The Mysterious Black People of Maine

I’ve not been to Maine in years, but there was a time when I frequented the state and knew it pretty well. And, my recollection is that almost everybody there is white or whitish. Hardly any black people. I looked it up just now: Maine is 12th from the bottom among us states in terms of percent “black” with about 1%.

Now, here’s the thing. Steve Benen at The Maddow Blog is reporting on comments mad by Maine Republican Party Chairman Charlie Webster’s concern that on election day, “Dozens of black people” showed up out of nowhere and voted. Here’s Charlie:

“Pat” is “Part” so that’s “Some parts of the state” not “Some pats of the state.”

That post card should trick those black people into not responding to the post card, and thus, be certain that they really weren’t there.

Bottom line: The guy who is in charge of a state political party is checking on people’s race. For that, we have THIS. Charlie’s activities need to be investigated by the FBI, and if he really is seeking ways to keep black people from voting in Maine (all 1% of them) he should be prosecuted. Mean time, the Maine GOP needs to fire him.

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6 thoughts on “The Mysterious Black People of Maine

  1. Mr. Webster does not explain why somebody intending to commit voter fraud would drive all the way to Maine to do so when (a) to get to Maine you have to drive through New Hampshire (or cross the Canadian border); (b) New Hampshire, unlike Maine, is an actual swing state; and (c) New Hampshire, like Maine, allows same-day voter registration.

    I also note his refusal to disclose which town(s) the alleged improper voters voted in.

    IIRC this was the guy who earlier claimed that college students from out of state who vote in Maine are committing voter fraud. Courts have repeatedly upheld the right of college students to vote in the precinct where they live while attending classes, something which Republicans throughout northern New England choose to ignore–we had a similar issue with our outgoing yahoos in the NH state legislature trying to stop students from voting here.

  2. I have no problem believing that some people saw some black people they had not previously met and became frightened. But one small black person will be interpreted as a dozen large ones every time in certain parts.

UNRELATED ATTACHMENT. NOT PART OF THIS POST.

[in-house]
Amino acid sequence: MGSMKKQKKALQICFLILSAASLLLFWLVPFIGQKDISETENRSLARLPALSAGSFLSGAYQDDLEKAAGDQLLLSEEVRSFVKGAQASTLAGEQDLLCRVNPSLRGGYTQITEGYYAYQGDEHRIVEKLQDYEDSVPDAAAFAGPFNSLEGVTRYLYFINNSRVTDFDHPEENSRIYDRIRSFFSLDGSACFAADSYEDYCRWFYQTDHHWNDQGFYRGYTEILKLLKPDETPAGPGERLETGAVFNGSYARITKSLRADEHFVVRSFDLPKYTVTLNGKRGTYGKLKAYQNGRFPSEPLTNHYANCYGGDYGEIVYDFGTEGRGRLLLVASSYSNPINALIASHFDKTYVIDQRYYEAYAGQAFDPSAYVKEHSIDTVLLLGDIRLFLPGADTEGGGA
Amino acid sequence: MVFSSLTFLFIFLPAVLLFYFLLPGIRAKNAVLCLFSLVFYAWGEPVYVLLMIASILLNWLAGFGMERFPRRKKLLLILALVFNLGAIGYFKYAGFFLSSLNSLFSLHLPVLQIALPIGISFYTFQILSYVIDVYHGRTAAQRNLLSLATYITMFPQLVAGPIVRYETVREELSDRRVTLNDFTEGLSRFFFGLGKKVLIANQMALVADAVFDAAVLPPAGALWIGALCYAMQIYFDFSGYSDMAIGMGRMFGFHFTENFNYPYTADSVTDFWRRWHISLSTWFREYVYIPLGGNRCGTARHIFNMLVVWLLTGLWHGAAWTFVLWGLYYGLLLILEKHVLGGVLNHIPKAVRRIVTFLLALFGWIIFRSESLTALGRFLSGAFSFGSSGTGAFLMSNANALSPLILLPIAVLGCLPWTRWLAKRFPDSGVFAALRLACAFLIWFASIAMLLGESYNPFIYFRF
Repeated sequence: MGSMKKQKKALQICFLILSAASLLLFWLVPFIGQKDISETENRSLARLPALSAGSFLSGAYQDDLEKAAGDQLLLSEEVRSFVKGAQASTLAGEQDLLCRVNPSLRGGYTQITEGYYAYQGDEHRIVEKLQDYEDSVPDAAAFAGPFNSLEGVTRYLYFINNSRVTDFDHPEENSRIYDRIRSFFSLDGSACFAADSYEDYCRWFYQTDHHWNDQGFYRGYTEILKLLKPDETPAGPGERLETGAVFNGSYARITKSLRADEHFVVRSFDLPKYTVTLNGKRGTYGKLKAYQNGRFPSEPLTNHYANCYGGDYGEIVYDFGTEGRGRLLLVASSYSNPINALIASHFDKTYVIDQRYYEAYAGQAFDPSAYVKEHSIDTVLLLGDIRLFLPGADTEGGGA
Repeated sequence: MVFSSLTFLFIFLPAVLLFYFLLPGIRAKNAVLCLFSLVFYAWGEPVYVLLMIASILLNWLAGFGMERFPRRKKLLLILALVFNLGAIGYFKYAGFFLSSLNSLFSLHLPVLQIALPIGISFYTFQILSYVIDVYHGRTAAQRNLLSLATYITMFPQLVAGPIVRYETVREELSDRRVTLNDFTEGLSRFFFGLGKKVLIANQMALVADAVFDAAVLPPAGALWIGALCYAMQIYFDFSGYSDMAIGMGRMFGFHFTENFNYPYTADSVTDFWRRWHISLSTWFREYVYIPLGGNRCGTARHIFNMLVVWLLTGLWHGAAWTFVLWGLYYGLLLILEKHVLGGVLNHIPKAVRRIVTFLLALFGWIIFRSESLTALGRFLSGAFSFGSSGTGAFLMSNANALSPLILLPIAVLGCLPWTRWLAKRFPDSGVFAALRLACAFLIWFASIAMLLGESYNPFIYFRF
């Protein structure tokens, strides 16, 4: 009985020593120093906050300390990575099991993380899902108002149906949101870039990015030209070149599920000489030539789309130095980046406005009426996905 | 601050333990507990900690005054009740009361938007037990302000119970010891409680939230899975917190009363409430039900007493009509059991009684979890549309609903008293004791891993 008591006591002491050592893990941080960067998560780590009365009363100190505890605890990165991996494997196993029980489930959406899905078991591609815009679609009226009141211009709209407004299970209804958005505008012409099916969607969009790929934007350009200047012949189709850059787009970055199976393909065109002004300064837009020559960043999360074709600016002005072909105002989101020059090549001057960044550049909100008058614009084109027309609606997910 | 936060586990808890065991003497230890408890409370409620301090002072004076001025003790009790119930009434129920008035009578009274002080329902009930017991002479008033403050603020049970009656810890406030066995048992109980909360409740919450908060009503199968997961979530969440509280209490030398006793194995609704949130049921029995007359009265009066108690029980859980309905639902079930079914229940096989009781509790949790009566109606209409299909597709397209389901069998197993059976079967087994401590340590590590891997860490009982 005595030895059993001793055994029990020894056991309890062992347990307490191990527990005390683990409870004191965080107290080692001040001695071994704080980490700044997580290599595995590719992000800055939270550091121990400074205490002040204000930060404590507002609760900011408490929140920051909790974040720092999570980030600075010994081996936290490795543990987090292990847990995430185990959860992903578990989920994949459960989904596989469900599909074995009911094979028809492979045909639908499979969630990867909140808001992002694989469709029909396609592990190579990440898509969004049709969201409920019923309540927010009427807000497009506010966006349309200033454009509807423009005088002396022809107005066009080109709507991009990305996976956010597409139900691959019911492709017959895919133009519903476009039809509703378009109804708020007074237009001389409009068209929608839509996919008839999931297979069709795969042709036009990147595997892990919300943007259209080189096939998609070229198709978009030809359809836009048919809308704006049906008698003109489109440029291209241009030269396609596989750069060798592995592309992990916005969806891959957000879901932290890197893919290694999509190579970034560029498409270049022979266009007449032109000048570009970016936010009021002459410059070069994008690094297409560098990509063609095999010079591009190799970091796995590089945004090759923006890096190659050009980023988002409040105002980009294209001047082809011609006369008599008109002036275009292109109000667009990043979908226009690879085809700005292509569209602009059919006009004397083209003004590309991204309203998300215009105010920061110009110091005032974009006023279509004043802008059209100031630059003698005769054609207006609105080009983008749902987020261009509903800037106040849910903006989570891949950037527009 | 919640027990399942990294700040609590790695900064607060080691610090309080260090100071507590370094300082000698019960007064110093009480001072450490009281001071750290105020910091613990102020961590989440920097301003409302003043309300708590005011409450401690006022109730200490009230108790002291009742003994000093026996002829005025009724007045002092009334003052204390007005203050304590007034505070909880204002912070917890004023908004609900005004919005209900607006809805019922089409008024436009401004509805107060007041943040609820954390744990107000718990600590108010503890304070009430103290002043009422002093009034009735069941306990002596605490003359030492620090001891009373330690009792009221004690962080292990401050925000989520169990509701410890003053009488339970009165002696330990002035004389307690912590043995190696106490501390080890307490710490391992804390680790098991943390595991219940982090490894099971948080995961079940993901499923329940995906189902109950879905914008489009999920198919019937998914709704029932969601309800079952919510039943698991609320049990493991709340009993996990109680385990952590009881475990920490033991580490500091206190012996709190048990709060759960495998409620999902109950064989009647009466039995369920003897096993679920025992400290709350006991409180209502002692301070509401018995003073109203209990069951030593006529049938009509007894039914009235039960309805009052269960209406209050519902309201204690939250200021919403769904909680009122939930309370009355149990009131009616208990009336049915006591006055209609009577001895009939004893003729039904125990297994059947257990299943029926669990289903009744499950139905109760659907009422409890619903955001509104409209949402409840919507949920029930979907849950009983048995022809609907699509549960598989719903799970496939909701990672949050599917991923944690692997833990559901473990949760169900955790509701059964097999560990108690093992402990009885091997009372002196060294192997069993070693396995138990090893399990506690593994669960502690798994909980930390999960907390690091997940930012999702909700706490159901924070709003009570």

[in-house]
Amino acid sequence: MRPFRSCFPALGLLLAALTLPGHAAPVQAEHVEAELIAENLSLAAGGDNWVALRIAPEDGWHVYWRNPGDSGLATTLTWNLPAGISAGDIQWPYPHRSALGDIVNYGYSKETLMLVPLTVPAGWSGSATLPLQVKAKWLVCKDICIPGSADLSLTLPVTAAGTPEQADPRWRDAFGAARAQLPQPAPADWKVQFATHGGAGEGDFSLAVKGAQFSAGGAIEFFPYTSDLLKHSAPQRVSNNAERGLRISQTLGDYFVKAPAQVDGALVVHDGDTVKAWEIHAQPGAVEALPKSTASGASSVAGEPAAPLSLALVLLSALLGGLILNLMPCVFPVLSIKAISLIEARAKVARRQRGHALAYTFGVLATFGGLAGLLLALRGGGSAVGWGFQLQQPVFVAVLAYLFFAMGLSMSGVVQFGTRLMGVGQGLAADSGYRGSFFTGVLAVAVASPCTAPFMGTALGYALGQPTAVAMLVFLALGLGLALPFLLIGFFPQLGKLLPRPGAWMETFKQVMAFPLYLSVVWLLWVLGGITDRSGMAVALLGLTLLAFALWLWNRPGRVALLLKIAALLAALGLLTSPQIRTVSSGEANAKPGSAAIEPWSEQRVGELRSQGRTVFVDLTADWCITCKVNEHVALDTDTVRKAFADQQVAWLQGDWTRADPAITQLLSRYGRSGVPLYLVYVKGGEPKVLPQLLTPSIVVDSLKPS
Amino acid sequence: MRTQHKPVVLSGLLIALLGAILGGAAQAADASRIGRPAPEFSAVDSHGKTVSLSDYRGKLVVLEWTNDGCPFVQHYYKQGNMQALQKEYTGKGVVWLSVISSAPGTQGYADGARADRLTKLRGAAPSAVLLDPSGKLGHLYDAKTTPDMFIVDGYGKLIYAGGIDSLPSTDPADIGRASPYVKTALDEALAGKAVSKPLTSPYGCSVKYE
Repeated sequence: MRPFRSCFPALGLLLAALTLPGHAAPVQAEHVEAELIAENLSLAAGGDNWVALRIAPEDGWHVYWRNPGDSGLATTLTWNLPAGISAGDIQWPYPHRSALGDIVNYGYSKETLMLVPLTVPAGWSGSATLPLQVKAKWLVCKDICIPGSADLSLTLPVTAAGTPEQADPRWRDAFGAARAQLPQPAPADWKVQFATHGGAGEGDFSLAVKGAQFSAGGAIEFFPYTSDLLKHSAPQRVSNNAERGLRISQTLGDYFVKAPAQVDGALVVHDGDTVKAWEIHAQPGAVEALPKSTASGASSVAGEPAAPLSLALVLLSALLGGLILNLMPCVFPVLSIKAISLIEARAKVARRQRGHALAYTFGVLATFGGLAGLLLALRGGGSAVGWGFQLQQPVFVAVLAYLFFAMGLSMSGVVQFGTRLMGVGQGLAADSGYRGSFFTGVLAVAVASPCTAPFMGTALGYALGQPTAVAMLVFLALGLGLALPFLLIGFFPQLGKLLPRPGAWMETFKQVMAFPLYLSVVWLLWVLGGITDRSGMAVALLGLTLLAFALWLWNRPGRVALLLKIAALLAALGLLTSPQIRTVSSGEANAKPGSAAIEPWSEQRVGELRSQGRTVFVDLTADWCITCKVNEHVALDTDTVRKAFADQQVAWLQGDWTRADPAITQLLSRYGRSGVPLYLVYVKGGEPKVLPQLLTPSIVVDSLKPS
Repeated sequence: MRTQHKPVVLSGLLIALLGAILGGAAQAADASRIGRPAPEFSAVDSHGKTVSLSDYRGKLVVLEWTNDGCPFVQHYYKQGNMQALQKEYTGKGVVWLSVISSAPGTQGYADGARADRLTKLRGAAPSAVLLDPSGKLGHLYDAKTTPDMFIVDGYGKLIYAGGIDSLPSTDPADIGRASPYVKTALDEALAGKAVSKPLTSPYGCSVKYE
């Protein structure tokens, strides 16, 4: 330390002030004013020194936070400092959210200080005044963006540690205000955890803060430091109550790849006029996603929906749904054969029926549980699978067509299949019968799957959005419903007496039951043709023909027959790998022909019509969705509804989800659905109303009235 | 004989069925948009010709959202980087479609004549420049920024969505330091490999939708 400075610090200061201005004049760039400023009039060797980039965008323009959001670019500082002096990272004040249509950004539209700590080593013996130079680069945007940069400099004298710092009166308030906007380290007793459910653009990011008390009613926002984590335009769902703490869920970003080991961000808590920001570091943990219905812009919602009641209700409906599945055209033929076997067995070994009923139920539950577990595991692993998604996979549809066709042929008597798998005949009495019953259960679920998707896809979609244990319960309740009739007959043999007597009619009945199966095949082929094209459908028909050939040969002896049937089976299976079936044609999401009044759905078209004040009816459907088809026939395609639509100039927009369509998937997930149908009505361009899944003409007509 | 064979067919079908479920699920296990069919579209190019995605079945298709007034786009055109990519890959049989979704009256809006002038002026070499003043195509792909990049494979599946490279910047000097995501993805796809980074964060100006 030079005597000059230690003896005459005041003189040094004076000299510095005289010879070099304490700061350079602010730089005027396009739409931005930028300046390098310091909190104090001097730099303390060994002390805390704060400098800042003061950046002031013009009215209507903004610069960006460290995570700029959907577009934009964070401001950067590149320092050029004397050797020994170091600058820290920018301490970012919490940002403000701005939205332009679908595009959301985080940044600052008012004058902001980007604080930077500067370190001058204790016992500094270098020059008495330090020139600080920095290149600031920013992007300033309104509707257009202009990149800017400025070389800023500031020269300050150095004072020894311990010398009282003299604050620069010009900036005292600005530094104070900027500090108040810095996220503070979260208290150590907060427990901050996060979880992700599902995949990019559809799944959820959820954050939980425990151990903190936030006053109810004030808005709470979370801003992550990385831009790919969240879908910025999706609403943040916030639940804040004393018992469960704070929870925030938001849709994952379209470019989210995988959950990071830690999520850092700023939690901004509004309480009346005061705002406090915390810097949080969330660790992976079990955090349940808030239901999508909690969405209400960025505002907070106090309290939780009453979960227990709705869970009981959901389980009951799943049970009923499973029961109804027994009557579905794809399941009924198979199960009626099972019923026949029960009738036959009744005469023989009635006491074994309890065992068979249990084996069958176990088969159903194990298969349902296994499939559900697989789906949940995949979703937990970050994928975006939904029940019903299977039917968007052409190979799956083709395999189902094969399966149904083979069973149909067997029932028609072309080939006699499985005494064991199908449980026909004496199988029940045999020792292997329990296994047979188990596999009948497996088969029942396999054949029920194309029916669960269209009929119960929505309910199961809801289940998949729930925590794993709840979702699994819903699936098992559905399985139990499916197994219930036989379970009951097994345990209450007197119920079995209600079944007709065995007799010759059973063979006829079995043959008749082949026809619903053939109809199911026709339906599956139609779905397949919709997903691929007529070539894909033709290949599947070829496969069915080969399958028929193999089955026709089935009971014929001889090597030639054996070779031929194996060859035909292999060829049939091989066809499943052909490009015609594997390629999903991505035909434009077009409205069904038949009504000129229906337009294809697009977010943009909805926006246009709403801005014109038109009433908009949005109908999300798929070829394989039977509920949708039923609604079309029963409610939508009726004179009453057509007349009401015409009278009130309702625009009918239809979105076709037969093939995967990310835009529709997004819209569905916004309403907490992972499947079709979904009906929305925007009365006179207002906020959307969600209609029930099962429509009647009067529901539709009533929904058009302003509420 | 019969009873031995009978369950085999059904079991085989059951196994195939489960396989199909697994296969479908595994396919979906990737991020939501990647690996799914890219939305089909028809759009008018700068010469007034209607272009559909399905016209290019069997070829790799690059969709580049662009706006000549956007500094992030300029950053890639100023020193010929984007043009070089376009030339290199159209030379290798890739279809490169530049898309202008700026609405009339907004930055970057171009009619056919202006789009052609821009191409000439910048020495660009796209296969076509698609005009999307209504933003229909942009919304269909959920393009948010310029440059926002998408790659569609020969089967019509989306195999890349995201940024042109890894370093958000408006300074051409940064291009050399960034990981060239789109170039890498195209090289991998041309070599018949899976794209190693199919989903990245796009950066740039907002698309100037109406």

3. Wow! Dozens! Out of nowhere, even. I think Charlie needs a little help with that ‘math’ stuff. Maine’s population is listed as 1.3% Black and 1.5% persons reporting 2 or more races. That 1.3% means there are about 17,000 Blacks. If 13% of those claiming 2 or more races ‘look’ Black, that’s another 2,600.

    So out of almost 20,000, dozens showed up to vote. Charlie would be apoplectic if he lived south of the Mason-Dixon Line.


  4. Have you noticed that the GOP consider it “fraud” when eligible citizens turn up to vote? It’s almost like they thought the 15th and 19th amendments were just symbolic.

    Guess what, GOP, what you hate isn’t fraud, it’s democracy.

  5. @Tom: It’s even more ridiculous than that. Mr. Webster didn’t say where these alleged incidents occurred. In college towns, of course students who vote will be people most townies haven’t seen before, and some of those students would be black. Portland, which passes for a big city in Maine, presumably has a greater than average fraction of black people, and it’s big enough that everybody won’t know everybody else in town. Lewiston has a Somali immigrant community, some of whom may be US citizens by now, and being mostly Muslims, they probably don’t go to the same church as your average white Lewistonian. A black stranger voting in any of these places would be a “bear defecates in woods” level story. But much of Maine is not like that.

    Apparently Mr. Webster also mentioned an Asian guy as one of these mysterious voters. In case you haven’t noticed, dude, there are Chinese restaurants in your state, and IME most such restaurants are owned and operated by ethnic Chinese, some of whom are US citizens.

    I don’t doubt that there are people in Maine, especially in the more rural parts, who have never seen a black person in the flesh before. I also don’t doubt that some will find their first encounter with a person of a different race frightening, especially given the propaganda on Fox and right-wing radio.

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